In 2019, streetwear designer Khanh Ngo launched his online store and made $90K in less than three months. He landed his “dream job” at Levi’s, but when COVID hit, he lost his job. Growing up in a rough neighborhood, Khanh wasn’t typical in the fashion industry, and people judged him for not being the model minority Asian. He also felt shamed by his father–a Veteran and Captain, who projected his own losses onto his son. Between familial pressures and stereotyping, Khanh wasn’t in a good place. Today, Khanh speaks on how those difficulties made him more authentic, and a source of inspiration, for even his own family. He’s proud to represent where he’s from and tell the stories he believes are important. He’s also focused on love–not normalizing being defensive “because you’re Asian” anymore.
Lai Lijuan, a 67-year-old woman, learned how to play video games from her grandchildren. She just won first place in the Ageless E-sports competition, after three months of training. In a world that rejects elders, Lai found courage and curiosity is a winning combo. Lai is a member of HK Evergreen Gaming in Taiwan, an all-senior e-sports team in Hungkuang University. Her gaming character, Morgane, has skills like burning enemies and protecting herself. But she wasn’t born with a love for gaming; in fact, Lai hated it. Her grandkids' obsession with gaming made her curious, and they ended up teaching her. When looking back at her life before gaming, Lai remembers depressing days where she should watch TV, scroll on her phone, and sleep. Today, she feels invigorated, confident, and closer to her grandchildren than ever. She feels younger, and reclaimed her value in society. Lai has found play.
When it comes to Korean food, we all know and love bibimbap, fried chicken, and BBQ–but what else is there? SĀNG is a Korean restaurant in Australia run by a family who migrated in 1996. Here’s why. Kenny Yong Soo Son’s mom left Korea looking for freedom in life–and work. Today, she and her husband are self-taught chefs at their restaurant in Surry Hills, Sydney, while their son Kenny manages the front of house. But this family owned Korean restaurant isn’t where the others are: it’s in the vibey neighborhood of Surry Hills. One of Sydney’s most expensive areas. . This has people questioning the authenticity of SĀNG. Once you try it, questions are answered, because even though the menu is from staple dishes, the styles of food Koreans love but most others don’t know are what shine. Their goal is to show the wide range of Korean culture and cuisine–even to people who think they already know it.
In Atlanta, there’s only one place you can get late night sushi on a Thursday: Trap Sushi. Fusing Atlanta and Japanese pop culture, Trap Sushi builds community around food, music, anime, and cosplay. Founders speak on the due diligence it takes to appreciate (and not appropriate) culture. Artist Tolden Williams, aka Troop Brand, grew up in Mississippi loving Dragon Ball Z. Stephanie Lindo, an environmental scientist, first learned about manga and anime from her Vietnamese best friends. When Tolden discovered Stephanie art online, their shared love for Japanese culture fueled a project that has now become centerstage of Atlanta’s growing cosplay community. Many Black cosplayers are on the rise–and so is racism. This exists in anime communities too, where being Black means you cannot play a certain character. Trap Sushi has become the place where people of all backgrounds feel safe and accepted to tap into cosplay, anime, and community in general.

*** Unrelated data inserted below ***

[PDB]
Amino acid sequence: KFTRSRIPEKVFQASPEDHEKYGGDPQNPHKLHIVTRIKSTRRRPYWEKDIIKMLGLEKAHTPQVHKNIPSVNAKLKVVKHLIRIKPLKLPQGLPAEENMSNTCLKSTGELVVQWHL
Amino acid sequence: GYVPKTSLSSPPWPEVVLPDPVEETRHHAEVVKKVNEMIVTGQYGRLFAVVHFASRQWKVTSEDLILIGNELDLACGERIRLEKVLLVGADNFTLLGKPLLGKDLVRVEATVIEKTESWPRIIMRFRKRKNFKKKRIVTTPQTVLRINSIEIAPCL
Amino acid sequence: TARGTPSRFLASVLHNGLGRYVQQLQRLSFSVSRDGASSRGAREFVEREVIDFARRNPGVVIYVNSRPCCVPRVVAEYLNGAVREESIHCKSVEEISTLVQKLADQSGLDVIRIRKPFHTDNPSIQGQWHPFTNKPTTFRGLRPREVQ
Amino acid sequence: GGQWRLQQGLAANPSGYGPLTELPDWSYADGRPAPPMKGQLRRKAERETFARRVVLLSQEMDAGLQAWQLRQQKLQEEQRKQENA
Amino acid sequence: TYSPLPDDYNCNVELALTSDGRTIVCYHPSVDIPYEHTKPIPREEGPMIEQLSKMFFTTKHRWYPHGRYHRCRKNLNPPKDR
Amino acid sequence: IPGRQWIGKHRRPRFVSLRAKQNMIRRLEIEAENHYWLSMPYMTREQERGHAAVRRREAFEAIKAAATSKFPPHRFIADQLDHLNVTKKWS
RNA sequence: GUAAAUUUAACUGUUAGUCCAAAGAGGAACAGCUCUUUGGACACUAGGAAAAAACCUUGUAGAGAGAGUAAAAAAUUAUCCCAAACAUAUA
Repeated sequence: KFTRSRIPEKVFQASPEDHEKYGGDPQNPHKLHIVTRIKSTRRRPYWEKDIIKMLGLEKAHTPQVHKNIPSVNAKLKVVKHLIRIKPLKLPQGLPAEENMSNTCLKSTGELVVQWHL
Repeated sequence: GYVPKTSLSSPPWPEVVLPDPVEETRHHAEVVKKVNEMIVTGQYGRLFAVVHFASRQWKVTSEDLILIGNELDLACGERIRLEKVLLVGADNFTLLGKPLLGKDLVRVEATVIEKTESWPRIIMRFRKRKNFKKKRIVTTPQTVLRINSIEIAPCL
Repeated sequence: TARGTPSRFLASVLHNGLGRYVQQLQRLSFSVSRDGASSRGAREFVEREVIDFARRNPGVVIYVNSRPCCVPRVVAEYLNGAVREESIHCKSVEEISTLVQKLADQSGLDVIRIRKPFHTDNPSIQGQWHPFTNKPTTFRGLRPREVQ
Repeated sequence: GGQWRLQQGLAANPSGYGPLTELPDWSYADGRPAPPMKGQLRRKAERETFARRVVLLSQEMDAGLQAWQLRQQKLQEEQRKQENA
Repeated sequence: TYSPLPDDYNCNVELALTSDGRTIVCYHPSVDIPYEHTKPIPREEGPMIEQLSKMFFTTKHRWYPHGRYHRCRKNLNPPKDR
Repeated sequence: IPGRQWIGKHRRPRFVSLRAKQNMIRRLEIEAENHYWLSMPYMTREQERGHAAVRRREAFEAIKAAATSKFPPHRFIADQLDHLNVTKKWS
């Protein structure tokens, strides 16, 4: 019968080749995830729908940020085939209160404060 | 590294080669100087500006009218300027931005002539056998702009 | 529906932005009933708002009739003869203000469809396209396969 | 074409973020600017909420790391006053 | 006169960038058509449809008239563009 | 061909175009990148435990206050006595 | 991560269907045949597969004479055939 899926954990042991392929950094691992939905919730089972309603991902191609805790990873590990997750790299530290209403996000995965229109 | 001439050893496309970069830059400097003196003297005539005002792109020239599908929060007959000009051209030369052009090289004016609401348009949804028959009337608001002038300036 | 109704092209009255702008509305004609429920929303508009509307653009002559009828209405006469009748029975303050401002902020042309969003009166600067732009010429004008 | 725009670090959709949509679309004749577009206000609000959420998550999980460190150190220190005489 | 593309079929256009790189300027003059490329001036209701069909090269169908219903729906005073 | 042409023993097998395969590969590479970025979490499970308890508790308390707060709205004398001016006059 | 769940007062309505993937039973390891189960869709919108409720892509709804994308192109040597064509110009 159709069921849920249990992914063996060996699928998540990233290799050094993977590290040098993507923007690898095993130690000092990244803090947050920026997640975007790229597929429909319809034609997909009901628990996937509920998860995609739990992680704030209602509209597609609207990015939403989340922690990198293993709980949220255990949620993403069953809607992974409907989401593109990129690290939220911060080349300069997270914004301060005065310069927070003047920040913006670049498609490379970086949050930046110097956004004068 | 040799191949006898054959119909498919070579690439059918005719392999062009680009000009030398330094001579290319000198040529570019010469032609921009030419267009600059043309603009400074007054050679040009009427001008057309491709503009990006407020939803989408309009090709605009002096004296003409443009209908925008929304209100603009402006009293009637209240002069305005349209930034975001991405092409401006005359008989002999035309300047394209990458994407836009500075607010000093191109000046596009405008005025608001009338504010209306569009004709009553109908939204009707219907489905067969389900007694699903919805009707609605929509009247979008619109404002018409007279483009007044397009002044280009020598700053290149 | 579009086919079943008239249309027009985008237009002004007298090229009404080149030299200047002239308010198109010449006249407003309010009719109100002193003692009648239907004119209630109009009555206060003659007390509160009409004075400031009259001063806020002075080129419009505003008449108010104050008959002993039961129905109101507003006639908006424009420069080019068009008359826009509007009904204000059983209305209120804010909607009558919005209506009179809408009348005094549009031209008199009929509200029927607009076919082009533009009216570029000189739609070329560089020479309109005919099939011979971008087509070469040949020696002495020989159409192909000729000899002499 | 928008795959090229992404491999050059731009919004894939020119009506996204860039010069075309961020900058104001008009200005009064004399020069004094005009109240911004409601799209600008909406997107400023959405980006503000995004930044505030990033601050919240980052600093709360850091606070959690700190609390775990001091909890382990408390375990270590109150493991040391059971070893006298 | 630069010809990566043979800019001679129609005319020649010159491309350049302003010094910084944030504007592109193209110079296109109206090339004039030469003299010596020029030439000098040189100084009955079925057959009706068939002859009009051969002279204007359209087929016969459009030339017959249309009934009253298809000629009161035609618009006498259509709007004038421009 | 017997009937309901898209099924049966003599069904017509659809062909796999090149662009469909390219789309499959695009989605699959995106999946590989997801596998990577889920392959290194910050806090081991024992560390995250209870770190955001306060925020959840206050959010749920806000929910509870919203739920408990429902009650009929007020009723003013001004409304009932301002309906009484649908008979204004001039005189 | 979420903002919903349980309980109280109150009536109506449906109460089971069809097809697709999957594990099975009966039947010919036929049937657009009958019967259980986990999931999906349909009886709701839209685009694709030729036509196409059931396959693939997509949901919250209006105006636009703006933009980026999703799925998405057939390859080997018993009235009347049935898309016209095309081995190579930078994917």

In Korea, K-pop dominates the dance industry. But shows like Street Girls Fighter are legitimizing dance–giving performers a platform to be seen as more than just back dancers. They say dance helps them be present–something that is still hard to do in Korea. Street Woman Fighter and its spin-off Street Girls Fighter are dance competitions that began highlighting more than K-Pop. They featured street dancing, which for many adults in Korea, is a pointless path. Even for the teens who are successful dancers, finding the answers to the questions from adults – “What are you going to do with this?” – feels like a very real pressure at a very young age. Despite the societal pressures, physical tolls, and injuries that come with this career, dancers like twenty-year-old Hong Hayeon say they hope to dance for the rest of their lives. Working together with other dancers as a unit is an art form, and being able to draw from your own personality to pair it with the dynamics of others is a skill of its own.
Heesco, a Mongolian-Australian artist known for his murals, speaks on being born under communist Mongolia, and how he used graffiti to escape. Today, when Heesco paints with the next generation of Mongolian artists, he reminds them that dreams are greater than environment. When Mongolia’s economy collapsed overnight, Heesco’s mum moved to Poland, where he began drawing for his schoolmates to avoid being picked on for being a “foreigner”. From an early age, Heesco was drawn (no pun intended) to graffiti because it was a culture built by kids, and rooted in freedom of expression. He also loved that it cut out galleries, critics, and collectors from dictating what art is, or isn’t. Heesco shares that as a kid growing up in a rough area, he can empathize with how difficult it can be to keep dreams alive and not fall into depression. Today, he is an ambassador for ‘Lantuun Dohio’, a non-profit that crowdfunds to build services and libraries for children in Mongolia. He paints with Mongolian children, and has learned that creating on walls with them is healing and inspiring to them both.